Naturalism in Portuguese painting is represented here by the remarkable example of “Haystacks”. Painted in 1880 by Artur Loureiro, this work marked the early days of the movement in Portugal, which was imported rather belatedly from France. The quality and sensitivity of this work highlight the importance of a painter who has since come to be regarded as a relatively secondary artist in relation to the guiding figures of Silva Porto, Columbano, Marques de Oliveira and, inevitably, Malhoa. This latter figure was perhaps the artist who was mainly responsible for the excessively long duration of the movement in this country, resulting essentially from the fact that the seal of approval of both official and private taste was given to his anecdotal tics of including an increasingly rural content in his painting and his clear attempts to please all and sundry.
One exception to this evident stereotyping, not only of the accepted style of painting, but also of the general taste, was undoubtedly the end-of-century oeuvre of Aurélia de Souza. She provides one of the finest examples of a particular kind of female sensitivity that is closely correlated with the practice of António Carneiro, represented here by one of his later works. Both artists remained aloof and isolated in their artistic strongholds in Porto, and their reflections on the nature of painting were later continued through the work of Carlos Carneiro, the son of the latter artist, and his peculiar form of meditative sensitivity. There is no doubt that the work of Rodin was known to these artists, through their apprenticeships or periods of residence in Paris, but perhaps they were unaware of the tellurian force of his eroticising drawings, which the Museu do Caramulo also presents here.
The possibilities of the Portuguese avant-garde artists are also shown in this collection, timidly at the internal level by Eduardo Viana, in his “fauve” remembrance of Matisse or Dufy, and internationally through the unique and meteoric work of Amadeo de Souza-Cardoso, who founded himself caught between the assimilation of the “analytical” Cubist influence of Picasso and Braque and the Orphic influence of Delaunay. All of these influences were fused together in a singular style of painting that, in 1913, the precise year of the work exhibited here at the museum, encouraged the artist to pour all of his pioneering energies into abstraction.
Picasso himself is represented at the Museu do Caramulo by an excellent still life, a painful testimony to the troubled period of the Second World War. For almost five decades, this was the only work of the great painter to be publicly exhibited in Portugal. Dufy is also represented by a painting that clearly illustrates his great elegance and joie de vivre, qualities that are also expressed in ceramic form.
Once the tumultuous impetus of early Portuguese Modernism had faded, largely because of the premature deaths of Amadeo and Santa-Rita, the movement was given a second wind, this time somewhat weaker, with paintings of a more mundane content that exhibited an inevitable Parisian influence. In the 1920s, António Soares was the great interpreter of these elegant refinements with cosmopolitan aspirations, clearly represented by the intellectual gatherings at “A Brasileira”, the café where Gualdino Gomes was such a charismatic figure. The painting of this work clearly lingered in the artist’s memory, amidst the “fauve” remembrances of a work by Dufy or one by Van Dongen, as illustrated by a quite remarkable “Pierrot” dating from 1944, the sudden inspiration of a painter who was gradually becoming more and more academic and losing his modernist touch. The same “fauve” influence became linked to a deliberate primitivism in the work of Francisco Smith, an artist with a long Parisian career.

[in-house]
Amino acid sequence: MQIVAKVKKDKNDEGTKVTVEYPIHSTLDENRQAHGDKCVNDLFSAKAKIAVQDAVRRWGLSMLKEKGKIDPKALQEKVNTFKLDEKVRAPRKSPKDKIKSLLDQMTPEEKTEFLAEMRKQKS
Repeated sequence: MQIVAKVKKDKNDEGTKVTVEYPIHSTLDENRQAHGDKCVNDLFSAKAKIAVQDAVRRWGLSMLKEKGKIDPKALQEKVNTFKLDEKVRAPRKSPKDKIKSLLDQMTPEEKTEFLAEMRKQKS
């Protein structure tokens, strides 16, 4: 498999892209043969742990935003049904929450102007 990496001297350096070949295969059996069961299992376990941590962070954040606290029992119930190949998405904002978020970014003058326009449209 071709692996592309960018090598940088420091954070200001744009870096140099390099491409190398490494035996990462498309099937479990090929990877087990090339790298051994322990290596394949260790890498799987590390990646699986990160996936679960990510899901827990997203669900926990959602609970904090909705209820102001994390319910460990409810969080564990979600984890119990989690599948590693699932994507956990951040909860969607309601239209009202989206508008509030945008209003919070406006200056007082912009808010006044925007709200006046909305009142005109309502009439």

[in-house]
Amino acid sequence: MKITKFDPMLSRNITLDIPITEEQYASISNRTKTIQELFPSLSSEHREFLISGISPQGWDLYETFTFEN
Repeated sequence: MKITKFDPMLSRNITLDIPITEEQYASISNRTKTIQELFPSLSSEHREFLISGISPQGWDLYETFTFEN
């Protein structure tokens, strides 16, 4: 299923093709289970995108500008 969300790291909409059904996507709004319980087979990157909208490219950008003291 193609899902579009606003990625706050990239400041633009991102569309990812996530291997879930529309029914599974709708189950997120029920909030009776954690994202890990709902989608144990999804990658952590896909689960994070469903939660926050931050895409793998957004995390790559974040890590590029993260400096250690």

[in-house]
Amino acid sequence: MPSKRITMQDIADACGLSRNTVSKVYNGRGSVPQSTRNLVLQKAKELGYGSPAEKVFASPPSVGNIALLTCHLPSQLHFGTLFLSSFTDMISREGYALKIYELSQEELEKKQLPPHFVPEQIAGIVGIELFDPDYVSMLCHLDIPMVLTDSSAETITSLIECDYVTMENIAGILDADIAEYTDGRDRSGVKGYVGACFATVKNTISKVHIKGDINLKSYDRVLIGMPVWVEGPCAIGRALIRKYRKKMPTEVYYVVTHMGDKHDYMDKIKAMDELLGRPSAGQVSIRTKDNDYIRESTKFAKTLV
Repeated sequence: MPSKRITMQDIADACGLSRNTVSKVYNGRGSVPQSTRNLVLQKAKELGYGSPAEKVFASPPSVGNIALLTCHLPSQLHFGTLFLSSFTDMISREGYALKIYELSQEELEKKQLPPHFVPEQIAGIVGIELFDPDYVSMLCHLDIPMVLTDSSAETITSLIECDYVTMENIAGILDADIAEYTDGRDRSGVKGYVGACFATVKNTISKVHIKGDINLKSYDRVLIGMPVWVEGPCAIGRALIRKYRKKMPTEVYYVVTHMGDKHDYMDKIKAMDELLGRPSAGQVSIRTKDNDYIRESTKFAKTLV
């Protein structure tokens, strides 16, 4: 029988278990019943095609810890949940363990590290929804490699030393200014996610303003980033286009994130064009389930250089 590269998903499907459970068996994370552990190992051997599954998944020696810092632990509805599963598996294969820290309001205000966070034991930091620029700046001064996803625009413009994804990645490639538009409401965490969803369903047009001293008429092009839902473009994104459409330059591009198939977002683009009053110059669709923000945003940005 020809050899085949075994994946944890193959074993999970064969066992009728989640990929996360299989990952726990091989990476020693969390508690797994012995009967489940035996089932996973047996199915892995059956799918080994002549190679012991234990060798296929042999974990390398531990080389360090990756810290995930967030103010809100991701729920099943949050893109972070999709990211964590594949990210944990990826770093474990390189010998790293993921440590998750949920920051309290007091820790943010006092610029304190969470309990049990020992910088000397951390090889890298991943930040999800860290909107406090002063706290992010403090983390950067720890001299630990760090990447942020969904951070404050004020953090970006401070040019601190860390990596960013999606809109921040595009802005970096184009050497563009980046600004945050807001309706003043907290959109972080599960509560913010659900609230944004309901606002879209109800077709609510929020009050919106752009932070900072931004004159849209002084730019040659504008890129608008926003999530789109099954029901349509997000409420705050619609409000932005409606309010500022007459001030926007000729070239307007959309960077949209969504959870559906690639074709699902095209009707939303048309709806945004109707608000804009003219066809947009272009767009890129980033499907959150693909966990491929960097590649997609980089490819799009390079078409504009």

Soares’s style was undoubtedly much more valid than the cold academic style of Eduardo Malta, officially demonstrated in the “Portrait of Salazar”. This painting is, however, of great sociological interest, and clearly representative of the dictator’s artistic preferences and complicities, equally pursued by the mundane national elite.
At that time, the Surrealist vanguard movement was unknown in Portugal – but one of Dali’s late works has remained at the Museu do Caramulo, as well as a sculpture by Jorge Vieira, the collator of the movement when it finally broke through in the 1940s. This piece clearly demonstrates the impact of that imagery on his work as a creator of hybrid and highly humorous beings.
Of the official sculptors, or those who were rendered official through the public commissions made by the New State in the decades from the 1930s to the 1950s, the museum displays works by Leopoldo de Almeida, the most representative of them all, but also by Barata Feyo, Canto da Maya and Martins Correia, pieces that oscillate between expressive contents, Art Déco or decorative stylisation.
The work of the “Paris School” is superbly demonstrated in the oil painting by Vieira da Silva, displaying her lyrical abstractionist sensitivity, but also in the delicate ceramic piece by Marc Chagall – not to mention the unequivocal and singular quality of Picasso as a modeller, with his ceramics depicting human forms.
In ceramics, Miró also found a privileged medium of expression for his pictorial calligraphies, which were radically distinct from the expressive tendencies of Hein Semke or Hansi Stäel, this latter artist being represented here by a magnificent vase. As the museum’s collection demonstrates, ceramics was also experimented with as a medium by Jean Lurçat, known above all for his radiant tapestries, an art form whose importance he was largely responsible for renewing at that time, having an unequivocal influence on Portuguese tapestry itself.
By Rui Afonso Santos